Olympian Efforts

Incorporating Olympic champions into marketing campaigns certainly is not new. Winning athletes long have graced boxes of cereal and other food items. However, with the Winter Olympics in full swing this month, Kellogg Co. has taken the opportunity to feature the stories behind the athletes.

The athletes are partnering with the Kellogg Earn Your Stripes program to raise children's awareness of the importance of keeping fit, staying active and working hard to achieve goals. In the process, Kellogg is sponsoring snowboarders Ross Powers and Lindsey Jacobellis, skiers Toby Dawson and Resi Steigler, and speedskaters Derek Parra and Jennifer Rodriguez. The athletes, in turn, will be featured on boxes of Kellogg's Frosted Flakes or in television advertising during the Olympic Winter Games.

The Earn Your Stripes website (www.tonythetiger.com) encourages young people to learn about the athletes' personal stories and their efforts to succeed.

Spreading the Health

When entertaining at parties or get-togethers, hosts often are at a loss when it comes to healthful snacks. A number of companies have made efforts to improve the healthfulness of their potato chips and crackers, removing fat, trans fat, etc. However, a New Jersey company is attempting to take the healthful dipper in a new direction.

Pretzel Crisps are spreadable pretzel crackers touted by manufacturer Snack Factory Inc. as the “latest innovation in snack foods” and “an ideal complement to hummus, cheeses, spreads and dips,” although they also are recommended with chocolate, peanut butter or ice cream.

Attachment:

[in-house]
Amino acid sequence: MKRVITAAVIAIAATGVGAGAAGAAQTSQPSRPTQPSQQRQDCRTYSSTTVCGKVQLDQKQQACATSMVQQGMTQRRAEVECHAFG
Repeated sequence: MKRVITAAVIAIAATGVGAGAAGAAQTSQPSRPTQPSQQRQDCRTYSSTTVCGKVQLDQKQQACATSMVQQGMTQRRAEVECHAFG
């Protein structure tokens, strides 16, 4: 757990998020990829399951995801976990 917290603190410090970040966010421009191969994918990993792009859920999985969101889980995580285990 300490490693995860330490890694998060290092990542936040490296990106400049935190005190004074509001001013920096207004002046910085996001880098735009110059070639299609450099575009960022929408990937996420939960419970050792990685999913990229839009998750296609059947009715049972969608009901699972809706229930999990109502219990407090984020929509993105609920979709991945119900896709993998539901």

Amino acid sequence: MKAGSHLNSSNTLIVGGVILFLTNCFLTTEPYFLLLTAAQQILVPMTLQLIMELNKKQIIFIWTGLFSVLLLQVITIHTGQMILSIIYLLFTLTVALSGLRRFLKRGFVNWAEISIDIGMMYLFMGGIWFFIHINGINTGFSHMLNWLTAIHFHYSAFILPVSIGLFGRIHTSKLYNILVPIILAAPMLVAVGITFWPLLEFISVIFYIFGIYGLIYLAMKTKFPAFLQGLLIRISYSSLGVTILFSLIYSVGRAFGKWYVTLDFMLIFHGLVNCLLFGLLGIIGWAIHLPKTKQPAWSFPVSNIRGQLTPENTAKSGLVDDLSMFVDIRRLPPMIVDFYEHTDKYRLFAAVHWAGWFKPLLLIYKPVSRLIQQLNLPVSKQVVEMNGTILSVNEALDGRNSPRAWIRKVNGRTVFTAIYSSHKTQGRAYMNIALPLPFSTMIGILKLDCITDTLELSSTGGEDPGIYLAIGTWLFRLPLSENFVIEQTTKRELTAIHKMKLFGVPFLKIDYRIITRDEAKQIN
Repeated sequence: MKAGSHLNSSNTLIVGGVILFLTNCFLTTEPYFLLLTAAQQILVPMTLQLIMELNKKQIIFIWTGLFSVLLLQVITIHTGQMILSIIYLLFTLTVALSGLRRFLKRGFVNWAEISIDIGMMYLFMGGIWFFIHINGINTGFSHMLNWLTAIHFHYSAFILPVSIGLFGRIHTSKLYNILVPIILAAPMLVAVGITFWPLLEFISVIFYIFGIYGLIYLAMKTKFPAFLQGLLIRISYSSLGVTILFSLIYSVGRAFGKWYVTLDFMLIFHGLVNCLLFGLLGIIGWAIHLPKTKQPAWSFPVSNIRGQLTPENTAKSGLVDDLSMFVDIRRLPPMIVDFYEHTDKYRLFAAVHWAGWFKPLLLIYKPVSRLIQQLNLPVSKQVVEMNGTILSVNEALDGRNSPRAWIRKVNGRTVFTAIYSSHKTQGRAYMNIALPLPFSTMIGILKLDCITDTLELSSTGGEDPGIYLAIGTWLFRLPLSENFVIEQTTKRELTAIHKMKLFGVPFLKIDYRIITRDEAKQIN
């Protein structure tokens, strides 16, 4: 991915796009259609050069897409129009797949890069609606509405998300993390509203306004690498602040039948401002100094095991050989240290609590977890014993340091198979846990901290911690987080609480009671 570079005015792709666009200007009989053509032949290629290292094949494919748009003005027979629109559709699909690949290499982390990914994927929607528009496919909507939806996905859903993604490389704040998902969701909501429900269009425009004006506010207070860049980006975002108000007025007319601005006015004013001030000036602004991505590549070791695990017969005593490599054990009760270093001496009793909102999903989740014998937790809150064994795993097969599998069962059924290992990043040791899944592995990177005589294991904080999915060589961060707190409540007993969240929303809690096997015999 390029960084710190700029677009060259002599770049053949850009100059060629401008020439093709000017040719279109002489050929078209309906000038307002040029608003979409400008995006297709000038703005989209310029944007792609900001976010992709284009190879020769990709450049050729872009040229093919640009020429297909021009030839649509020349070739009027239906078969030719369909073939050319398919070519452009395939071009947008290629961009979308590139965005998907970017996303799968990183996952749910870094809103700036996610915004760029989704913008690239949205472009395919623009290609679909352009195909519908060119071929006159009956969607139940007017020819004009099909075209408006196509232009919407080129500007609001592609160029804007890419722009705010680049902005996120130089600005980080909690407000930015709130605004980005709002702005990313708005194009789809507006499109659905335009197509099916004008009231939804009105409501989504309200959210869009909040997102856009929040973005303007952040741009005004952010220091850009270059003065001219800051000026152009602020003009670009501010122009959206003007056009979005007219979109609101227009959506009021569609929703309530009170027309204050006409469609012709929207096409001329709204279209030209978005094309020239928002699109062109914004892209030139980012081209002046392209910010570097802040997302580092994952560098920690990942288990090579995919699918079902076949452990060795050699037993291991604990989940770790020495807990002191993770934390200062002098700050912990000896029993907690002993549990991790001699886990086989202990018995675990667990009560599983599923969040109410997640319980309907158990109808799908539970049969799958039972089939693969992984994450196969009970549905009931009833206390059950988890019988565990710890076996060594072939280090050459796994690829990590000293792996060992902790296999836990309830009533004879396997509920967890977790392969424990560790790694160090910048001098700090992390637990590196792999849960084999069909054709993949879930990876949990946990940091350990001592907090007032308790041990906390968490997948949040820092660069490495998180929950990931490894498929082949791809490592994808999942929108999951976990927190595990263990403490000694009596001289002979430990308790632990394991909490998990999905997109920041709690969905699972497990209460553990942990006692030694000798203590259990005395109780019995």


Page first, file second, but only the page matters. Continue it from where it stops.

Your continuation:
The crisps are oven-baked and made with all-natural ingredients. Fat- and cholesterol-free, they have 100 calories per 28g serving but, if there are any carb-watchers remaining out there, they do have 21g of carbohydrates per serving

Getting Activia

The Dannon Co., the U.S. fresh dairy unit of Groupe Danone, has announced it will release Activia in the U.S. The company claims the product is the first and only probiotic yogurt clinically proven to help naturally regulate the digestive system in two weeks, when eaten as part of a healthy, balanced diet.

The company has found quite a degree of success globally with the product. One of the group's bestsellers around the world, Activia generated around 650 million euros ($781 million) in sales in 2004, when it could be found in more than 20 countries, primarily in Europe and Asia. Introduced in France in 1987, the brand registered compounded annual sales growth of 24% between 2000 and 2004.

A 4oz serving of Activia contains beneficial cultures, including its exclusive Bifidus RegularisTM. The yogurt “works by helping to reduce long intestinal transit time, the time it takes food to pass through the digestive system. Clinical studies prove that Activia can help reduce transit time by up to 40%,” claims a company release.

Careful of Young Ears

A report from the Institute of Medicine of the National Academies suggests marketing food and beverages to young people has negative consequences. Touted as the “most comprehensive review to date of the scientific evidence of the influence of food marketing on diets of children and youth,” the report says food and beverage marketing to children under the age of 12 leads them to request and consume high-calorie, low-nutrient products.

Making matters more troubling, the report notes that dietary patterns are formed early in life and set the stage for one's long-term health prospects. As such, the report recommends “significant” changes to reshape children's awareness of healthy dietary choices.

“Manufacturers and restaurants,” it says, “should direct more of their resources to developing and marketing child- and youth-oriented foods, drinks and meals that are higher in nutrients and lower in calories, fat, salt and added sugars,” while also suggesting the government enhance nutritional standards, incentives and public policies to promote the marketing of more-healthful foods and beverages.